Students sometimes ask me for advice on getting an LL.M degree in the United States. I’m happy to help out, because I think getting to know another country’s legal system is a fabulous idea. However, until now, I haven’t been able to recommend the students any books that give a good overview of the process. Now, two have recently come on the market.
I just received the book Der LL.M (The LL.M) in the mail. It was written by three young German lawyers who have had experience with various programs. I haven’t had time to read it yet, but it seems pretty thorough. Subjects covered: how an LL.M compares with other postgraduate programs; how to select an LL.M program; deciding which country to go to, and arranging financing. In addition, there are "experience reports" from people who have attended LL.M programs in the UK, South Africa, Germany, New Zealand, and the U.S. A section in the middle provides examples of CVs, letters of recommendation, and application essays.
The book closes with portraits of various large international law firms that often hire LL.Ms. I should note that the book includes advertising from some of these firms and its publication seems to have been co-sponsored by some of them. I doubt this affects the practical advice about LL.M programs, but — I’ve said it before and I’ll say it again — it pays to do a lot of thinking before going to work for a large law firm, especially a large Anglo-American law firm. Some food for thought can be in this article (pdf), a shorter version of which is online here.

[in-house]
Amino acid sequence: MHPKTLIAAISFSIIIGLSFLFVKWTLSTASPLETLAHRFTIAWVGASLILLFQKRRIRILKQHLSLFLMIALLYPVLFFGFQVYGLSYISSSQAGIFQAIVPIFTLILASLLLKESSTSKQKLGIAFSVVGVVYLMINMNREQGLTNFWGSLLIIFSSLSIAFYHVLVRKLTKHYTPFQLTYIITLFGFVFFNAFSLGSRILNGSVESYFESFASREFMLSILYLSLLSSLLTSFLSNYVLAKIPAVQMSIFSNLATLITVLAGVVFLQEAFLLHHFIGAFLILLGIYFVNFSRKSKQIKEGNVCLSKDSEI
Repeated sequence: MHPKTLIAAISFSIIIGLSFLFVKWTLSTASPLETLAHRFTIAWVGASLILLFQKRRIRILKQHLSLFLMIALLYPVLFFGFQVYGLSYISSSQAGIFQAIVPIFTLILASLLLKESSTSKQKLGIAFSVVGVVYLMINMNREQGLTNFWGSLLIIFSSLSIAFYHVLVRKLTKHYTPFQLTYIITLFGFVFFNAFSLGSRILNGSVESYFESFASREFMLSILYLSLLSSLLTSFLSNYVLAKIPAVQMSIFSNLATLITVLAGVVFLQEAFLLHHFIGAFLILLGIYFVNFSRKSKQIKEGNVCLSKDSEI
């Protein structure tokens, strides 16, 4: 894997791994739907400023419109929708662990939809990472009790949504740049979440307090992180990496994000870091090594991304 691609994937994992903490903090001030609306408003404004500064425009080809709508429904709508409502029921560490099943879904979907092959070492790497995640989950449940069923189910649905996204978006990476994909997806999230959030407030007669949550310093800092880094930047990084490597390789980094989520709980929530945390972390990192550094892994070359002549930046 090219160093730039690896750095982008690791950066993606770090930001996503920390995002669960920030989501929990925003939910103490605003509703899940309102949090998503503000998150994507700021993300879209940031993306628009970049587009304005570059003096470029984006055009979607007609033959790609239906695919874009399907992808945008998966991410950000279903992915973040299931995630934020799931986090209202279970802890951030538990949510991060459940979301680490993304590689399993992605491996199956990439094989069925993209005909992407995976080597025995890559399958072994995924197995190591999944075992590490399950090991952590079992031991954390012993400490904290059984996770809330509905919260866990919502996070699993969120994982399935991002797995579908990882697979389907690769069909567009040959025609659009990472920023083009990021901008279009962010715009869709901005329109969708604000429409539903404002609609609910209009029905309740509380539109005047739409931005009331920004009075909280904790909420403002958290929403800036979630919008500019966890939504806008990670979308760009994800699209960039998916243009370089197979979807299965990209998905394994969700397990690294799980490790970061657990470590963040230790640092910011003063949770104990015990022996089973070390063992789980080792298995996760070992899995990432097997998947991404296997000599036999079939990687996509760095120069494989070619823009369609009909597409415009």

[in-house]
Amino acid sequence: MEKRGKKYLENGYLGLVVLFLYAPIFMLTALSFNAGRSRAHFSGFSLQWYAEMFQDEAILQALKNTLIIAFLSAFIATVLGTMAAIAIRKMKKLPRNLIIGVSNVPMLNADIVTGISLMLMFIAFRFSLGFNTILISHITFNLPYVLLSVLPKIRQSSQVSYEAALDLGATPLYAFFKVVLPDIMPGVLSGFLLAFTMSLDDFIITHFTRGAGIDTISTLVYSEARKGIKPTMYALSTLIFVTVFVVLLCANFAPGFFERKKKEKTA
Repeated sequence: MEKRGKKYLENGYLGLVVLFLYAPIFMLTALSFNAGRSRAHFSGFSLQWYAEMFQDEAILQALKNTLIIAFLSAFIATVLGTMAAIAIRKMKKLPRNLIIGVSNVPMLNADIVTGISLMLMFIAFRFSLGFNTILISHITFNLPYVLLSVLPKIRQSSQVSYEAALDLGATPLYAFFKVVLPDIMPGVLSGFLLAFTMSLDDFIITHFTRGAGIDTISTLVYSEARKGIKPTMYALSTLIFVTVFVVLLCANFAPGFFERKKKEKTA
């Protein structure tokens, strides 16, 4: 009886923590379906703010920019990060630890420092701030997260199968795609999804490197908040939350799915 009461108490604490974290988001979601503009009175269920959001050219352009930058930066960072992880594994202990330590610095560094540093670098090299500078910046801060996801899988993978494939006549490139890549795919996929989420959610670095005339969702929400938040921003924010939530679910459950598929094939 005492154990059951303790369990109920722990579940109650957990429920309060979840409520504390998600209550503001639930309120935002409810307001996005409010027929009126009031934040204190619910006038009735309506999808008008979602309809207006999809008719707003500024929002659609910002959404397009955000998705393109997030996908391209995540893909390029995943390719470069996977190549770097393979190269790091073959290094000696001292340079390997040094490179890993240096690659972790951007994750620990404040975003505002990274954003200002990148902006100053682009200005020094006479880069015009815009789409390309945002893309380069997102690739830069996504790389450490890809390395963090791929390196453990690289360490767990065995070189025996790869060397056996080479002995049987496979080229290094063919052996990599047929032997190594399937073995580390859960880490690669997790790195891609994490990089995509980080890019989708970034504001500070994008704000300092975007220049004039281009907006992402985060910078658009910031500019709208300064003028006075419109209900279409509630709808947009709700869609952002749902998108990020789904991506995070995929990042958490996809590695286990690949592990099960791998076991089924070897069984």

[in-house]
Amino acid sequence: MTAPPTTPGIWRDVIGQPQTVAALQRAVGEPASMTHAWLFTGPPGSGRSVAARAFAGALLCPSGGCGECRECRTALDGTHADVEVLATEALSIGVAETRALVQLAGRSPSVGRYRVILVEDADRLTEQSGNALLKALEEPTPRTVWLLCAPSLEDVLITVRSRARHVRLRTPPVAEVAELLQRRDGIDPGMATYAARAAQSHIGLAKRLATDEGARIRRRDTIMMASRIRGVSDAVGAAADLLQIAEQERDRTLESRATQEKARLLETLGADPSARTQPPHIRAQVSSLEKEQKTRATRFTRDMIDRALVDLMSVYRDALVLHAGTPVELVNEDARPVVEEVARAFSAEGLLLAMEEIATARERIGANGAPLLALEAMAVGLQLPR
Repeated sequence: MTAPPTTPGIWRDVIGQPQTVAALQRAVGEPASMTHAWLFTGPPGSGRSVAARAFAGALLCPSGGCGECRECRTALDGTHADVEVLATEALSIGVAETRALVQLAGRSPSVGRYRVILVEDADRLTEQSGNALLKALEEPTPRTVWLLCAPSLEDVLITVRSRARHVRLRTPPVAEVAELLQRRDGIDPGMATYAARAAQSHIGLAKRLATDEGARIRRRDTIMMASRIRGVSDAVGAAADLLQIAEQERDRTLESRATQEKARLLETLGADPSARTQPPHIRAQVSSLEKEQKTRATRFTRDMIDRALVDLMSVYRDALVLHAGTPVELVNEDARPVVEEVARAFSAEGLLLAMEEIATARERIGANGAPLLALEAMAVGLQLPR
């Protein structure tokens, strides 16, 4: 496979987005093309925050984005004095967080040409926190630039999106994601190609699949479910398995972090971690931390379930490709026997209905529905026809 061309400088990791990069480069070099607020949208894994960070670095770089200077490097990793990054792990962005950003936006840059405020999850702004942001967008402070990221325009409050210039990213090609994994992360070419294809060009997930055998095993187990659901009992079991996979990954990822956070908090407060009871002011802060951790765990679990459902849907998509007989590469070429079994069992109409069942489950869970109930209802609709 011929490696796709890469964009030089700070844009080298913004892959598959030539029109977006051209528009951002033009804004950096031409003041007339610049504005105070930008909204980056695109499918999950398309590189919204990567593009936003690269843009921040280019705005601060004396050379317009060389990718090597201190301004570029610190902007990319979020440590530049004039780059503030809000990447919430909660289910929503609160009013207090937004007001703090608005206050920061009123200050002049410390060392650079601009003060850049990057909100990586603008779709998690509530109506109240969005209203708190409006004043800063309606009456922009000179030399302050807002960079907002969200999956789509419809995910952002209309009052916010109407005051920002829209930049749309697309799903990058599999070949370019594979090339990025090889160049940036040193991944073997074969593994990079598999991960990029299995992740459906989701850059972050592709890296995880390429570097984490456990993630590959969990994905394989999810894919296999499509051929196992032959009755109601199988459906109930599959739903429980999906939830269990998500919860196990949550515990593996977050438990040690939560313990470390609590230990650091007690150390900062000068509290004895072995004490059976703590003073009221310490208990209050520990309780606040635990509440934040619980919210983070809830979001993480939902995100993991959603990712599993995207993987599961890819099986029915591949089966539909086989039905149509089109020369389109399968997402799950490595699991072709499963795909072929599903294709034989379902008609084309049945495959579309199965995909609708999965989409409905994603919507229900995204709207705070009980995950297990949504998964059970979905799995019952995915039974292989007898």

(Another recent book is by Thomas Lundmark, a professor at the University of Muenster. I’ll probably order it soon, and let you know what I think of the two books in comparison.)
And now I’ll leave you with the experience report of Stephan Schill, who got an LL.M from New York University Law School. In answer to the question how satisfied he was with his choice, he says:
The program at NYU fulfilled all of my expectations, not to say exceeded them. However, I was surprised that the course of study required a much larger investment of time than studying at a German university. The intellectual content is not necessarily higher, but the amount of time one must spend on reading books and cases and writing papers and short commentaries is significantly higher than in Germany. It’s also noticeable how strong the interdisciplinary component is both in study and in research. (p.133)